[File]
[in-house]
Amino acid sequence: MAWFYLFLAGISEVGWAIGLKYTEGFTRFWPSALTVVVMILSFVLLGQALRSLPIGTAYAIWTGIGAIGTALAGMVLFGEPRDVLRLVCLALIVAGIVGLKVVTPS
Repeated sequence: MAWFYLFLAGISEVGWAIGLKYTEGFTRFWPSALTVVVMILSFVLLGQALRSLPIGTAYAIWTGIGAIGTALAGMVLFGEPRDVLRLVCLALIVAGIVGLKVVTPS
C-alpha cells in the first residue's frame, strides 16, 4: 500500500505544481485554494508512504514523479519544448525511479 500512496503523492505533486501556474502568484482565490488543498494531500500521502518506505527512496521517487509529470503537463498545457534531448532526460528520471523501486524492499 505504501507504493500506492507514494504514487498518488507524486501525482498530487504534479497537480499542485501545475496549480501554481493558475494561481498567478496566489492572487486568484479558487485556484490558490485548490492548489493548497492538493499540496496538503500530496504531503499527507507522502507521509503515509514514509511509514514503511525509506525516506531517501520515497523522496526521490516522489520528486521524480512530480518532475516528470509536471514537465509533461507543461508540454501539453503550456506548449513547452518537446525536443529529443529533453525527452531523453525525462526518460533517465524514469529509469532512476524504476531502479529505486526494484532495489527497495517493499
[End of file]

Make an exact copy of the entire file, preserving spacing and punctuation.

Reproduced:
[in-house]
Amino acid sequence: MAWFYLFLAGISEVGWAIGLKYTEGFTRFWPSALTVVVMILSFVLLGQALRSLPIGTAYAIWTGIGAIGTALAGMVLFGEPRDVLRLVCLALIVAGIVGLKVVTPS
Repeated sequence: MAWFYLFLAGISEVGWAIGLKYTEGFTRFWPSALTVVVMILSFVLLGQALRSLPIGTAYAIWTGIGAIGTALAGMVLFGEPRDVLRLVCLALIVAGIVGLKVVTPS
C-alpha cells in the first residue's frame, strides 16, 4: 500500500505544481485554494508512504514523479519544448525511479 500512496503523492505533486501556474502568484482565490488543498494531500500521502518506505527512496521517487509529470503537463498545457534531448532526460528520471523501486524492499 505504501507504493500506492507514494504514487498518488507524486501525482498530487504534479497537480499542485501545475496549480501554481493558475494561481498567478496566489492572487486568484479558487485556484490558490485548490492548489493548497492538493499540496496538503500530496504531503499527507507522502507521509503515509514514509511509514514503511525509506525516506531517501520515497523522496526521490516522489520528486521524480512530480518532475516528470509536471514537465509533461507543461508540454501539453503550456506548449513547452518537446525536443529529443529533453525527452531523453525525462526518460533517465524514469529509469532512476524504476531502479529505486526494484532495489527497495517493499